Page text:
The foundations for regulation of the PRS in Wales

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One of the policy areas that the Whitehall government seems to think can safely be transferred to devolved governments is housing. Almost the first Act passed in the Scottish Parliament in 2001 was a Housing Act. Now the Welsh Assembly Government – with its expanded legislative powers - is going to do the same. And it’s an ambitious programme they have in mind, of direct relevance to all our members with offices in Wales. If the Welsh programme proves successful it may prove a precursor to further moves in England, Scotland, and Northern Ireland.

You can read the proposals set out in the White Paper Homes for Wales: A White Paper for Better Lives and Communities  here and submit comments and responses until 17 August 2012.

The paper covers the whole of the housing market – owner-occupation and the social rented sector as well as the private rented sector. Two major Bills are outlined: the first a Housing Act (to be published in October 2013), the second a Bill to reform tenure law  on lines recommended by the Law Commission in 2006. This blog entry focuses on the first of these.

Turn to chapter 6 (pages 47-52) and you will see the paper argues that the PRS is patchy. There are excellent landlords but there are also poor landlords; there are excellent agents but – particularly among the unregulated – there are poor practices and management; and the White Paper also acknowledges that not all tenants are perfect; there are also bad tenants. None of this will come as a surprise.

The White Paper concludes that: ‘The PRS is in need of a more modern and professional approach by landlords. It is too important a part of the housing system in Wales to be left to chance. The sector also needs to grow... Improving the sector’s image is essential to bringing in new landlords and new investors.’

In an important paragraph, the White Paper states:

‘Despite its increasing size, the importance of the [private rented] sector has not been recognised nationally. This Government recognises its importance and the bigger and better role it could play in meeting the increasing demand for housing by delivering well managed, well maintained and affordable housing, for both short and long-term tenants. It can become a very acceptable choice for a home, where arrangements work to the advantage of tenants, who wish to have a home in good condition and a good landlord. The same applies to landlords, who wish to have a sustainable tenancy that provides a steady income stream from their properties and good tenants.’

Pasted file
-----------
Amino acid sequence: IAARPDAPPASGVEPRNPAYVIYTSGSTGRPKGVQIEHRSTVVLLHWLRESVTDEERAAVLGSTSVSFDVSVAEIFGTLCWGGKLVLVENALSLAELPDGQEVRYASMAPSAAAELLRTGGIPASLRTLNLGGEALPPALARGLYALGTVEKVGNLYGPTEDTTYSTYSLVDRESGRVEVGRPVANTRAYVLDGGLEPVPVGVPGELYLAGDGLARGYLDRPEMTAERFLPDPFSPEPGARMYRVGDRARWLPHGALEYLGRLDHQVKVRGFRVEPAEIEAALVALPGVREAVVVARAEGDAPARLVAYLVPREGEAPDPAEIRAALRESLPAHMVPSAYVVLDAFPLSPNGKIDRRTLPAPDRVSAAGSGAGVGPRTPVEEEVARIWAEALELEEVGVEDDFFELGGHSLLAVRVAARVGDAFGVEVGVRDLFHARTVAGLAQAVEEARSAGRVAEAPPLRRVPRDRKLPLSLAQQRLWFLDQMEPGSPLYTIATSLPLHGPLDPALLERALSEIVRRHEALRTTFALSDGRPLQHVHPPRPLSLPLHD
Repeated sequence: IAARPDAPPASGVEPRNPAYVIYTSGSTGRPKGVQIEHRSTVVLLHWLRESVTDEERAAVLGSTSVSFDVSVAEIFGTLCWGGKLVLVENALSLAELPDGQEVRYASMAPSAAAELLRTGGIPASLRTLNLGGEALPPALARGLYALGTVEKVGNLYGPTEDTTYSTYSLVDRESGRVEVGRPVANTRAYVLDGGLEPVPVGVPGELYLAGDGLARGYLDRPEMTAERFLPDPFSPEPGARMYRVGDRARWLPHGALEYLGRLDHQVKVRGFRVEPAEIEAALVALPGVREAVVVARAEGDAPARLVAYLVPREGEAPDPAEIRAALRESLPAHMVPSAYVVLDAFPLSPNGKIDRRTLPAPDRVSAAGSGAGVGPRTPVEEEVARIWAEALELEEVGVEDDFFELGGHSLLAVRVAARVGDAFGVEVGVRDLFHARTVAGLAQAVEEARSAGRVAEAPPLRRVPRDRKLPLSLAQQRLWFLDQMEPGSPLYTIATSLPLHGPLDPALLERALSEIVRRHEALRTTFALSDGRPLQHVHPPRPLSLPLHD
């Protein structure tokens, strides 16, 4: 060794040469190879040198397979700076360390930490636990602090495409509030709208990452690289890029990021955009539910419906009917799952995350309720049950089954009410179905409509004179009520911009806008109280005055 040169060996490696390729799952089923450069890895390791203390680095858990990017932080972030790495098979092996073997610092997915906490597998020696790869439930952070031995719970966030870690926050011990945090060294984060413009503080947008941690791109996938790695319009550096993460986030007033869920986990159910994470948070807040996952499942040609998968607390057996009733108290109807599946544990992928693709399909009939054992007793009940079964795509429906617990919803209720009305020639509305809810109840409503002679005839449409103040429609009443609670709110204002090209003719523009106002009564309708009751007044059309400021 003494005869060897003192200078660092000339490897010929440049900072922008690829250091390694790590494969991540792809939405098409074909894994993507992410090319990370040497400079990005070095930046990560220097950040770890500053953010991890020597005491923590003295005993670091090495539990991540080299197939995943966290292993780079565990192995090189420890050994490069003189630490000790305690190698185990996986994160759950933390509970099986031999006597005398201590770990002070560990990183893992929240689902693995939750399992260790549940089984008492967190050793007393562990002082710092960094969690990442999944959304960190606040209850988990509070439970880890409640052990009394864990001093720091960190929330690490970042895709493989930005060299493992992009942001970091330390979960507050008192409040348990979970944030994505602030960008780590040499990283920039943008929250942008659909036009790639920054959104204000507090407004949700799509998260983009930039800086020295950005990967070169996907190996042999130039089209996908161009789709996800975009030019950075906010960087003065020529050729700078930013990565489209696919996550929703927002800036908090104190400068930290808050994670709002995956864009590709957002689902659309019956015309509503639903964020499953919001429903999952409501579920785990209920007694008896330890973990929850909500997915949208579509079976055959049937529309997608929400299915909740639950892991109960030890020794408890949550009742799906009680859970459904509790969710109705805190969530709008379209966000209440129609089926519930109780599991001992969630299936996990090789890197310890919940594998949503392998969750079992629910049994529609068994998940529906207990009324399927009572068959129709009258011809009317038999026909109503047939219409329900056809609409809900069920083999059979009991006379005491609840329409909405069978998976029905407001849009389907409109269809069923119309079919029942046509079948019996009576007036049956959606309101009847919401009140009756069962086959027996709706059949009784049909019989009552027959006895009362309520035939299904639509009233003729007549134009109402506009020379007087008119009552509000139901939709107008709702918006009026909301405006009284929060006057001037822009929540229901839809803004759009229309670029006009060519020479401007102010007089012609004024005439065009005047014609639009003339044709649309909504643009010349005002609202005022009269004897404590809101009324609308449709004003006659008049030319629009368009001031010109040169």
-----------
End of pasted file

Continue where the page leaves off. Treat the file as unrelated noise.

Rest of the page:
So this is the policy objective: take renting, particularly private renting, seriously.

To achieve this the Government intends to:

1. establish a national, mandatory, registration and accreditation scheme for private landlords, lettings and management agents based on agreed Codes of Practice.

All landlords and agents will be required to register; and within two years they will all be required to become accredited. However landlords will be able to opt out of the accreditation requirement if they decide to use an accredited letting or management agent.

The White Paper does not spell out the relationship between its accreditation scheme, and the requirements already imposed by bodies such as ARLA and RICS; it is not made clear whether accreditation standards will be lower than those required by those bodies. The only clue is that agents will be expected to adhere to a Code of Practice, which will be based on that being developed by the Property Ombudsman.

2. Require all tenants to have a copy of their tenancy agreement with information on their responsibilities to  look after the property.

Those already members of professional bodies will want to make sure that their existing qualifications are sufficient to satisfy the criteria for accreditation. The Government’s timetable suggests that there will be opportunities for Welsh members to engage in the shaping of the detailed proposals. This might be at least the first step towards the compulsory regulation of letting agents for which ARLA and RICS have been calling for many years.

Posted by Prof Martin Partington QC on 30 May 2012

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